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Homemade gluten free ravioli with lactose free ricotta and spinach filling and a brown butter crispy sage topping. FODMAP friendly, nut free, gluten free and vegetarian. Recipe from www.georgeats.com

Gluten free spinach and ricotta ravioli

All cup measurements are in Australian cups
Prep Time 1 hr
Cook Time 15 mins
Servings 6 people


For the pasta:

  • 175 g 1 3/4 cups tapioca flour
  • 130 g 1 cup brown rice flour
  • 1 1/4 teaspoons xanthan gum
  • 3 extra large eggs
  • 50-60 g water only as necessary

For the ricotta:

  • 2 litres milk
  • 1/2 cup acid lemon juice, white vinegar
  • 1 teaspoon table salt
  • OR
  • 350-450 g firm deli ricotta if you don’t need it to be lactose free

For the spinach ricotta filling:

  • 1 batch of ricotta 350-450g ricotta, very firm
  • 100 g blender parmesan fresh parmesan that has been processed to a fine crumb in a food processor or Nutribullet
  • 100-150 g spinach blanched, drained and finely chopped
  • Salt and pepper to taste
  • Zest of 1/2 – 1 lemon to taste
  • Lemon juice to taste
  • 1/4 – 1/2 teaspoon ground nutmeg to taste

For the brown butter and crispy sage topping:

  • 100 g butter
  • 1-2 bunches sage



  • If you’re making the ricotta from scratch, click on the ricotta recipe link in the notes section to make the ricotta.
  • Blanch the spinach in boiling water before allowing to drain. Once cooled a little, squeeze all the liquid you can out of it before chopping thoroughly. Place in a mixing bowl.
  • Add the ricotta and remaining ingredients to the mixing bowl and stir to combine. Adjust the seasoning to taste, noting that the flavour won’t dramatically amplify while being cooked (meaning you should flavour it robustly now).
  • Set aside or place in the fridge while you make the pasta.


  • Combine the flours and xanthan gum in a large mixing bowl. You can also do this on the table (as is traditional) but I always get excited and under-form my flour well. Either way, form a well in the flour and add in the eggs. Use a whisk to break up the yolks, and then begin to incorporate the eggs into the flour.
  • Once the eggs are mostly incorporated (the mix will look clumpy) add in the water, using one hand to bring the dough together. Keep adding water only as necessary, noting that you really need to work the dough to bring it together. If you’re lazy and just keep adding liquid, the pasta will be a lot harder to work with. Best to put in the effort early.
  • Once you have brought the dough together into a relatively smooth ball, tear off a piece and cover the remaining pasta in cling film or a slightly dampened tea towel.
  • Lightly flour the bench with tapioca flour, using as much as necessary, whenever necessary.
  • Use your rolling pin to roll the piece of dough thin enough to get through the thickest setting of your pasta machine. After getting it through the thickest setting (mine is a 7) fold it and run it through the machine again. Continue rolling it through on decreased width settings until it’s thin enough for your tastes, noting that it swells during cooking (so go a little thinner than you think.) I like to get mine through smoothly at setting 2 or 3 on my Jamie Oliver machine.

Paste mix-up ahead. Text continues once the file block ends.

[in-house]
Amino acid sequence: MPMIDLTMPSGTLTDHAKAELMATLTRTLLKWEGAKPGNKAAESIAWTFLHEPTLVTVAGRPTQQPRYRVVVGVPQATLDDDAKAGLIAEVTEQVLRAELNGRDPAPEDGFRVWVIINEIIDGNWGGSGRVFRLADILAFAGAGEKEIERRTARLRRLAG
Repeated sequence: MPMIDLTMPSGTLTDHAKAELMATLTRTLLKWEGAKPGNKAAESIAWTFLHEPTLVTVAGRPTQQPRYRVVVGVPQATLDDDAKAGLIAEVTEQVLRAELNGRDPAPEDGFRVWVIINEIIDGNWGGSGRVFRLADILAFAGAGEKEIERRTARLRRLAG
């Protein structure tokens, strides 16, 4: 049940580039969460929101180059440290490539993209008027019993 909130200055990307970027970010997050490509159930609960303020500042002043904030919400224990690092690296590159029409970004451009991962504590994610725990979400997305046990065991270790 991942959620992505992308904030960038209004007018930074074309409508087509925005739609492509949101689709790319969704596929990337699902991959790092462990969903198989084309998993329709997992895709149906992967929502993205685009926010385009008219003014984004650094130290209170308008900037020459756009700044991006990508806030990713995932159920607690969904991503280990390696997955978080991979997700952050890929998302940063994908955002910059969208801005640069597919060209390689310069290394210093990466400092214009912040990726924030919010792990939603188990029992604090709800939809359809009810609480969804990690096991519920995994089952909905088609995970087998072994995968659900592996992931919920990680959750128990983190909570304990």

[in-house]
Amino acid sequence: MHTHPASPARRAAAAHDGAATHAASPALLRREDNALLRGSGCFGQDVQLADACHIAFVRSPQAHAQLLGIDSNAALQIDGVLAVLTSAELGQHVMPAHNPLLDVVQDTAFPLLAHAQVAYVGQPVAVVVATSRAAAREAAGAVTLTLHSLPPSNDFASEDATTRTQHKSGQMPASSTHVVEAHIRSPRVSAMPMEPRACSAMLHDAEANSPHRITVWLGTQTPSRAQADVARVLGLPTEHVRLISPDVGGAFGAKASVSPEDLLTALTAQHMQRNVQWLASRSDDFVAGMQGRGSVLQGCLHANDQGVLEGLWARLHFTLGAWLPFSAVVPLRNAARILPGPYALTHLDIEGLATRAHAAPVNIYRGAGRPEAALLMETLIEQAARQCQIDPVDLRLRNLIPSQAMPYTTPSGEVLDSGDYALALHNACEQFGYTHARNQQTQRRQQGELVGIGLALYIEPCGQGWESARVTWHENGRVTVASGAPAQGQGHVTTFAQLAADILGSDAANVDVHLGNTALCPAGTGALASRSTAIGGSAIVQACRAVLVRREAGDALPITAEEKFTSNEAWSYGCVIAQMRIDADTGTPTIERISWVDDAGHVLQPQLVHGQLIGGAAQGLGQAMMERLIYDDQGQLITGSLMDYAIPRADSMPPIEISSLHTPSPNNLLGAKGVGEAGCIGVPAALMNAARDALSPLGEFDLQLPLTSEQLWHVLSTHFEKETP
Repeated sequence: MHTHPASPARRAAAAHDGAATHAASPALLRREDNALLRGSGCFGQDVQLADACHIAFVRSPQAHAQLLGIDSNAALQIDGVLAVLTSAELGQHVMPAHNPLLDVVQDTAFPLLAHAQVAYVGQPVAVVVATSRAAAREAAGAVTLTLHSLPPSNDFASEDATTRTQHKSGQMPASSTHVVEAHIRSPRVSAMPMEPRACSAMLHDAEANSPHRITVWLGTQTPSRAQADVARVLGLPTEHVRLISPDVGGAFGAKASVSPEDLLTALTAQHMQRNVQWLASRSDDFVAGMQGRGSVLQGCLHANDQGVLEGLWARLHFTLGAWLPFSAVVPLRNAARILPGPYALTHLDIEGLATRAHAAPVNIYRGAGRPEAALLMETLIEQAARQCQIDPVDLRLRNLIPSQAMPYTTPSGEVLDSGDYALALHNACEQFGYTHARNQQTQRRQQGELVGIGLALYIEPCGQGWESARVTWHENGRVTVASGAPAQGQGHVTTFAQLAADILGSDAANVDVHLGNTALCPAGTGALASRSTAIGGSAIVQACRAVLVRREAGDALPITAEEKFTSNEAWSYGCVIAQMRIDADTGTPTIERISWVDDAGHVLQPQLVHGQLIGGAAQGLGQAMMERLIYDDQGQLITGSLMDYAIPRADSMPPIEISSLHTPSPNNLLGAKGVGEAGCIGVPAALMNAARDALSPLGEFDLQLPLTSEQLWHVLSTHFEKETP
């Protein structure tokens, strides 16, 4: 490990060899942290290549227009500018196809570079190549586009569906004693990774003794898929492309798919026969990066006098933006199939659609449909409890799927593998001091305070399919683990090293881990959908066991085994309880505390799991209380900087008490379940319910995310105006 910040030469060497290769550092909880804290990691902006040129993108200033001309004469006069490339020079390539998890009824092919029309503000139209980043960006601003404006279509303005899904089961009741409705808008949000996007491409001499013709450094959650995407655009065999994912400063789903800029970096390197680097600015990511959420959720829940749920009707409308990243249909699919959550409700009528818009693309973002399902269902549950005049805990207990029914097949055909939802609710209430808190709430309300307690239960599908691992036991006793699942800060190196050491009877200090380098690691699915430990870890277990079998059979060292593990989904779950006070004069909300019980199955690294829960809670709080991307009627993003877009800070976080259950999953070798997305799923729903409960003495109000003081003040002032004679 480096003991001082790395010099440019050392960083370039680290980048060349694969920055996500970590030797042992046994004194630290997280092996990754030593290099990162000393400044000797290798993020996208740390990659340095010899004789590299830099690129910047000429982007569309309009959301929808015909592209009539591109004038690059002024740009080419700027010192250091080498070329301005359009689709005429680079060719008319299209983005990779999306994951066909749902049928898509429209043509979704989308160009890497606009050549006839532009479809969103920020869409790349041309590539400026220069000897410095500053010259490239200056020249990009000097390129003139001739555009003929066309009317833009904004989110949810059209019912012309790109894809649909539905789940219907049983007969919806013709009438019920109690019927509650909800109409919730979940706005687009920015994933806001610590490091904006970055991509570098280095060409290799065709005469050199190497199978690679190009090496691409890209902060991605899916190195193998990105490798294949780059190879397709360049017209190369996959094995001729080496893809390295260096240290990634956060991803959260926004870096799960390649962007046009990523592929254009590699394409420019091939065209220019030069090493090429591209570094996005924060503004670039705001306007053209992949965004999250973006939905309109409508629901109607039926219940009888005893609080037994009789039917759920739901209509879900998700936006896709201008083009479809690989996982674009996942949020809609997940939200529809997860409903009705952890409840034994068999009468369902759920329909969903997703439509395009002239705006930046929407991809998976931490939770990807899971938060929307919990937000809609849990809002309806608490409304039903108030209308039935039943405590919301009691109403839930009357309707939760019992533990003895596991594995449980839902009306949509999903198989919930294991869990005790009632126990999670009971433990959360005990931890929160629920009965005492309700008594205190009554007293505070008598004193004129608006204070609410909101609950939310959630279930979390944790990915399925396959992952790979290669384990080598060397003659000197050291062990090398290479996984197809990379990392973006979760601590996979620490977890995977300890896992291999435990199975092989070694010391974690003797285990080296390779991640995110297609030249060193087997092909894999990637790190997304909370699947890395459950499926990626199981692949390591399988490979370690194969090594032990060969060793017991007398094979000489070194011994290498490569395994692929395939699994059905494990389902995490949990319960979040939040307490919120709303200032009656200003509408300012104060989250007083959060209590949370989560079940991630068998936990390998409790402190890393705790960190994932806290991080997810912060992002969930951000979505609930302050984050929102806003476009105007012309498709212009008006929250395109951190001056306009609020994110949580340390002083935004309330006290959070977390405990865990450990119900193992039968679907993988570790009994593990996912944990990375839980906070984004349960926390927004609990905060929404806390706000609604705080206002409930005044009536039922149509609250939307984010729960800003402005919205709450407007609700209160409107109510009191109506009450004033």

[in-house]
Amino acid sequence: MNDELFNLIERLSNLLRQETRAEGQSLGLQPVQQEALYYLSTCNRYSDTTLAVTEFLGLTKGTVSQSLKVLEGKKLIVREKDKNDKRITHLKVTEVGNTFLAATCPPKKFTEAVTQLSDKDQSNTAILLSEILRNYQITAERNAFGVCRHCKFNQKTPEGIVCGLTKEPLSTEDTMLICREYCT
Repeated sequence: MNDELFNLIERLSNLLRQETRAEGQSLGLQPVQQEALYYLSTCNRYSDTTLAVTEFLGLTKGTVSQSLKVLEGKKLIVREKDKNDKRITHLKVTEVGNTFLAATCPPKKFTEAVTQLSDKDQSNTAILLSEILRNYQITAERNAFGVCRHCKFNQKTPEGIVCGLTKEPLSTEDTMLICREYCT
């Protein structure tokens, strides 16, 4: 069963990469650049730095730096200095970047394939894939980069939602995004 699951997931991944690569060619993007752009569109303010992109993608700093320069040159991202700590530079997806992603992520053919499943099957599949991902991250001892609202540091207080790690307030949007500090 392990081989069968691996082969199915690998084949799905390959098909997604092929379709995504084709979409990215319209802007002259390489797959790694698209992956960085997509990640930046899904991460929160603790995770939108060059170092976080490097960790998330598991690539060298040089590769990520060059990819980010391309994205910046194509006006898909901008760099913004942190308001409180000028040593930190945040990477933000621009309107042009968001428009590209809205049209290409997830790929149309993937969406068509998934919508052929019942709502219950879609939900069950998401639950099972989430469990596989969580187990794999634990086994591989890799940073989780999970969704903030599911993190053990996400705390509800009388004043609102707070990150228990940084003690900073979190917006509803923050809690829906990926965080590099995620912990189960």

• I don’t have a special technique – I keep running the pasta through until it’s smooth and (ideally) has relatively straight edges. You won’t toughen the pasta from rolling, so you can re-roll as often as you see fit. If it’s wonky, you can start fresh. You can also add extra water to very dry pieces that have toughened from being rolled out.


  • Once you have two long, thin sheets of even width, place small teaspoon-ish blobs of ricotta mixture evenly across the bottom sheet of pasta, leaving space between them. See the video in the notes section for a visual.
  • Use a finger or pastry brush to lightly brush the pasta around the ricotta with water. Lay the second sheet of pasta on top. Seal the pasta sheets together in between the ravioli pieces. Working around slowly, seal the top pasta sheet onto the bottom around each individual ravioli, pushing all the air out as you go. If you leave air in the ravioli it will float as it cooks and is more likely to pop open.
  • Make sure each ravioli is well sealed and then trim as you see fit. You can trim it into a square, or use a scone cutter to make circular ravioli. Continue working like this until all the pasta and filling is finished. If you have any leftover pasta dough, you can make it into fettuccine and fresh it for later.
  • Continue like this until all the ravioli are finished.


  • Bring a large saucepan of well salted water to the boil. While you’re waiting, make the brown butter. Place the butter in a large skillet or pot over a low medium heat. Allow to cook and stir intermittently until the butter is deep brown in colour and smells nutty. Add the whole sage leaves while the butter is hot – they will sizzle up and become crisp within under a minute.
  • Working in batches, gently lower pieces of ravioli into the water and cook for 2-3 minutes. It should be floating and the pasta should be soft and almost translucent. Gently drain with a slotted spoon and divide onto individual plates. Drizzle the brown butter atop each individual plate and top with some crispy sage leaves. Serve immediately.
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